dollar graf 88 224.
(photo credit: Bloomberg chart)
The Israelis heading for Annapolis next week can now rest assured that at least one aspect of their trip will be a success - shopping.
That's because the dollar dropped to a nine-year low against the shekel this week, falling below the previously unimagined NIS 3.90 mark.
While that might be good news for Israeli visitors to the US looking to stock up on goodies before heading home, the dollar's continuing decline is not a welcome development for the Israeli economy. The drop has seriously hurt Israeli exports set in dollar prices, due to the lag time between when orders are made and paid for. Some experts also believe the decline is leading to a lack of confidence in the dollar among local property owners as the preferred currency in which to set their long-term rents.
Elsewhere in the world, some see the impact of the declining dollar in more dramatic terms - and are not unhappy with it.
On Monday at their summit meeting in Teheran, the duo of Iranian President Mahmoud Ahmadinejad and Venezuelan President Hugo Chavez seemed giddy at the dollar's dropping value.
"God willing, with the fall of dollar, the deviant US imperialism will fall as soon as possible, too," said Chavez. "The fall of the dollar is the fall of the American empire," he continued, declaring that the Euro is now a more reliable banknote, and that he would lead an effort to create a common Latin American currency to challenge the supremacy of the once almighty dollar.
Last weekend at the OPEC summit in Riyadh, Chavez and Ahmadinejad proposed that the cash-flush oil cartel begin pricing its precious product in a basket of currencies, rather than just the dollar standard it has traditionally used. The proposal was blocked, primarily by Saudi Arabia - arguing such a move could even "collapse" the dollar - but it was agreed that the matter would be further studied.
Over in America, though, the average citizen, and most of the economic experts, don't seem unduly concerned. After all, the US economy, despite its recent housing crunch, is still growing at a healthy rate. A low dollar means cheaper and higher exports; it also means a drop in value in the billions of dollars America owes out in foreign debt.
Anyway, the price of a currency in the global economy is no longer an accurate indication of a nation's economic well-being; China, for example, purposefully keeps its own currency value low to power exports. And speaking of China, having invested in recent years in dollar-priced assets to the tune of over $1 trillion, it certainly can't take any comfort in this situation.
I'll leave it to the economists to worry about whether the dollar's slide will spark higher interest rates in the US, and possibly spark inflation, or how it will impact on bond prices. In any case, it's clear that the dollar isn't quite what it was in the days when its strength as measured against other currencies was the very icon of American power abroad - even more so perhaps than its nuclear arsenal, which the rival Soviet Union could match, while the worthlessness of the ruble was leading it into the financial dustbin of history.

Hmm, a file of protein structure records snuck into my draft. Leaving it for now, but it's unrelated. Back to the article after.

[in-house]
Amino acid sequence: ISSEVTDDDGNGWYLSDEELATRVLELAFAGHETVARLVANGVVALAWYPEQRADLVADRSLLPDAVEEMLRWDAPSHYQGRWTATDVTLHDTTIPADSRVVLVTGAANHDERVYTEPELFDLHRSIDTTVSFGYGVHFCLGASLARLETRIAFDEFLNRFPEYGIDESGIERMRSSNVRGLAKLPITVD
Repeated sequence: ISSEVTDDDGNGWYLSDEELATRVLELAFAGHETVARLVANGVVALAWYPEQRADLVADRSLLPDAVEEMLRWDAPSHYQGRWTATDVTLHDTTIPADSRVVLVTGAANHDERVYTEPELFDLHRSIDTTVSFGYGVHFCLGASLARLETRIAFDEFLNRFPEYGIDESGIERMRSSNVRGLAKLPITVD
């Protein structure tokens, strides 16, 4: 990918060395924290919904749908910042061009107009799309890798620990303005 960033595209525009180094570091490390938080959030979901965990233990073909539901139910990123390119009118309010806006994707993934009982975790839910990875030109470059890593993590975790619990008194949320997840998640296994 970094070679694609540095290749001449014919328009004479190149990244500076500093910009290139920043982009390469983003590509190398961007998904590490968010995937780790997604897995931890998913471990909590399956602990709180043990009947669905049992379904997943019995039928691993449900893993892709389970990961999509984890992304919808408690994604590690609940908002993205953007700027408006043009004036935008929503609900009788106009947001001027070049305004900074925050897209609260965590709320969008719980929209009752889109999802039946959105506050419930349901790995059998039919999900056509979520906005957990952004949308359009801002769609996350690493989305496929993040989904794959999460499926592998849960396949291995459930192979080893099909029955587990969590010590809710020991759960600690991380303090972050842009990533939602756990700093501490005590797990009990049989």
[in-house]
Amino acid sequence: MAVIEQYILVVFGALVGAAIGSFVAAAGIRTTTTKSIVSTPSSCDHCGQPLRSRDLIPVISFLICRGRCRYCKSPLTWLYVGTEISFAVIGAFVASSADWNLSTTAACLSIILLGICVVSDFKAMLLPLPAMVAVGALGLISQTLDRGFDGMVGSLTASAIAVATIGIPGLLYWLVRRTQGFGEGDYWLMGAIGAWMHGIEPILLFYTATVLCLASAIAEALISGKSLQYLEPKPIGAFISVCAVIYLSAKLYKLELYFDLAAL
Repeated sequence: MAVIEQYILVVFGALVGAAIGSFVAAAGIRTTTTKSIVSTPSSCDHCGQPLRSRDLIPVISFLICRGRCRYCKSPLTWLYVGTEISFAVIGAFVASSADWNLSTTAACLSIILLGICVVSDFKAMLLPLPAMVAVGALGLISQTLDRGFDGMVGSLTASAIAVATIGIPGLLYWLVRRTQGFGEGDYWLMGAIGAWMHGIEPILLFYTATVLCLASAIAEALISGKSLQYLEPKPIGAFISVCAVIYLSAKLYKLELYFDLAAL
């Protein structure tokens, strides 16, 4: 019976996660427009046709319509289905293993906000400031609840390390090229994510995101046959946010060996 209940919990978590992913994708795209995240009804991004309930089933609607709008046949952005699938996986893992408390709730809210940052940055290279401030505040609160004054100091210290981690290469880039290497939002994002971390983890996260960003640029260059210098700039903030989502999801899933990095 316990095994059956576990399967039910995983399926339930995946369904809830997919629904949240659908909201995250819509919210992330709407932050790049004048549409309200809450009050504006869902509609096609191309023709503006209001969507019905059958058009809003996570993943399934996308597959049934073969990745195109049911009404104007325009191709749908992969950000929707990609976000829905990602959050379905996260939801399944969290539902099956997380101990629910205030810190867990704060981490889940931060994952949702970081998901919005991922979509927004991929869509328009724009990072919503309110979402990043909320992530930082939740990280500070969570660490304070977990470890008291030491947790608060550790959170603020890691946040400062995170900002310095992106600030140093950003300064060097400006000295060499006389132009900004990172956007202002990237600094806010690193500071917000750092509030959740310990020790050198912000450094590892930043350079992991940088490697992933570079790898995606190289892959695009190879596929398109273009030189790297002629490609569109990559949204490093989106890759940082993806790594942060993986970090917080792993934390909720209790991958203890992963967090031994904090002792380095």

But in today's globalized economy - in which the US is still the biggest player, but no longer the unilateral economic dominant force it once was - the greenback has undoubtedly lost some of its luster.
And American power itself? Are Chavez and Ahmadinejad right, sitting atop vast reserves of a natural resource that now glimmers like black gold in a way the diminished dollar no longer does, to view American influence as dropping together with its currency?
Not quite - and you don't have to look hard for a better example of that than Annapolis. Although in recent years there has been much talk of moving the Middle East peace process forward on a multilateral track - and attempts like the "Quartet" (the US, UN, EU and Russia) to formulize just that - at the end of day, it is only Washington alone, acting alone, that could have put together a conference like Annapolis, and gathered (or pressured) the relevant players to attend.
So if the dollar no longer inspires confidence in American influence, next week's gathering, whatever practical purpose it might - or might not - serve, is perhaps a more apt symbol of the current fortunes of US power.
However, there's one problem with that. Just as Israelis have long banked on the value of dollar in many of their business transactions, so has Israel long relied on the US as a valued guarantor of some of its security needs. And Washington has occasionally taken advantage of that reliance to call in some of its notes, especially when asking Jerusalem to take speculative risks for peace of the type that will undoubtedly be raised again at next week's conference.
All that, though, is based on the understanding that trusting in the value of American power is the most dependable long-time investment in the marketplace of global alliances.
But that value isn't divorced from economic strength - and finding some nice dollar-cheap bargains in Annapolis shops might be a sobering reminder that no investment, even that one, is a sure thing.
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